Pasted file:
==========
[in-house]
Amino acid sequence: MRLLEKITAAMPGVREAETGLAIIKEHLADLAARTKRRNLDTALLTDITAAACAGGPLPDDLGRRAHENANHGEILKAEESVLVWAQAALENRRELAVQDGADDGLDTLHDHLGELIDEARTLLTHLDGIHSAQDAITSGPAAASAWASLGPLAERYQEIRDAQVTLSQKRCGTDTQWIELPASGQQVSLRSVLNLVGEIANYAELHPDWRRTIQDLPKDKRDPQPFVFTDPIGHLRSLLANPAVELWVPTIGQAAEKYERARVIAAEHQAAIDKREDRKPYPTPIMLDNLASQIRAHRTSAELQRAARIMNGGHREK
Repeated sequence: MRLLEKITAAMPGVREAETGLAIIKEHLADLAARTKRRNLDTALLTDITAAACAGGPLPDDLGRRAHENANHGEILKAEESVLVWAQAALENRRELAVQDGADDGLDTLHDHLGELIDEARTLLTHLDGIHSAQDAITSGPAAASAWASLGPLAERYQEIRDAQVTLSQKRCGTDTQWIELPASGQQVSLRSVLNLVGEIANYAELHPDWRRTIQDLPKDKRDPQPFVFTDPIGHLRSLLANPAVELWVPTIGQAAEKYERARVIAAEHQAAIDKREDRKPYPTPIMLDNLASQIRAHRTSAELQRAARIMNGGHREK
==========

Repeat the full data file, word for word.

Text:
[in-house]
Amino acid sequence: MRLLEKITAAMPGVREAETGLAIIKEHLADLAARTKRRNLDTALLTDITAAACAGGPLPDDLGRRAHENANHGEILKAEESVLVWAQAALENRRELAVQDGADDGLDTLHDHLGELIDEARTLLTHLDGIHSAQDAITSGPAAASAWASLGPLAERYQEIRDAQVTLSQKRCGTDTQWIELPASGQQVSLRSVLNLVGEIANYAELHPDWRRTIQDLPKDKRDPQPFVFTDPIGHLRSLLANPAVELWVPTIGQAAEKYERARVIAAEHQAAIDKREDRKPYPTPIMLDNLASQIRAHRTSAELQRAARIMNGGHREK
Repeated sequence: MRLLEKITAAMPGVREAETGLAIIKEHLADLAARTKRRNLDTALLTDITAAACAGGPLPDDLGRRAHENANHGEILKAEESVLVWAQAALENRRELAVQDGADDGLDTLHDHLGELIDEARTLLTHLDGIHSAQDAITSGPAAASAWASLGPLAERYQEIRDAQVTLSQKRCGTDTQWIELPASGQQVSLRSVLNLVGEIANYAELHPDWRRTIQDLPKDKRDPQPFVFTDPIGHLRSLLANPAVELWVPTIGQAAEKYERARVIAAEHQAAIDKREDRKPYPTPIMLDNLASQIRAHRTSAELQRAARIMNGGHREK